The magician’s stance towards the aeonic cycle depends on his attitude towards change. Progress is merely the mechanism whereby humanity exchanges one set of problems for another, often larger, set. To campaign for or against change is necessarily to draw oneself into strife and conflict. Yet it seems that by nature we find it more stimulating to engage in turmoil and contention than to abstain. The advantages of having history on one’s side are that one may enjoy the company of radical rather than conservative minds and one may even enjoy the satisfaction of being proved right in one’s lifetime. The satisfactions afforded by the defense of orthodoxy and the bittersweet appeal of vainglorious defeat should not, however, be underestimated. Politics, being a mere squabble over the secondary codification of the primary values of a society, has little effect on the aeonic cycle. All it can do is effect the timing. Democracy for example is entirely due to industrialism, military technology and the weaking of monotheism; it is not something which arises out of politics itself, nor is it by any means the ultimate form of social organisation. If there is a tide in the affairs of men then it is caused by deep changes in our views of self and reality and politics are mere eddies and ripples on its surface.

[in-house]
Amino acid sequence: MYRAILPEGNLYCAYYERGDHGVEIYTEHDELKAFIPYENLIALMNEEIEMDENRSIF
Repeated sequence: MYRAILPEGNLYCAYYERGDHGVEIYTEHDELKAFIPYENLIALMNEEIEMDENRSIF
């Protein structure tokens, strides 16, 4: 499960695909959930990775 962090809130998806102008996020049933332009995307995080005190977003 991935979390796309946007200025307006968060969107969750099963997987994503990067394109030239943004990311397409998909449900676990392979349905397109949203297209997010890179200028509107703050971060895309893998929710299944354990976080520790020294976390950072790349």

Armed with the Psycho-historic model of aeonic change the magician can readily see what factors he should work on to hasten impede or reverse aeonic development in a particular culture or sub-culture. However, one hopes that the primary concern for contemporary magi is to ensure the safe and speedy birth of the pandaemonaeon from within the materialistic culture. To assist in this transition, magical philosophy must strive for three things. Firstly, it must strive to eliminate any remaining transcendental or religious concepts which still contaminate it. These are destined for the dustbin of history for a long while and when they eventually re-emerge it will be in a completely different form anyway. Secondly, it must seek to present its ideas and techniques using maximum camouflage. Magic must enter popular consciousness using a series of Trojan horses. Thirdly, as a precautionary measure magic should attempt to undermine the decaying remnants of monotheism without offering itself as a target in the process. For example, parapsychology presents an enormous and unacknowledged threat to fundamentalism; although the existence of various idiotic satanisms is surely a great comfort to it.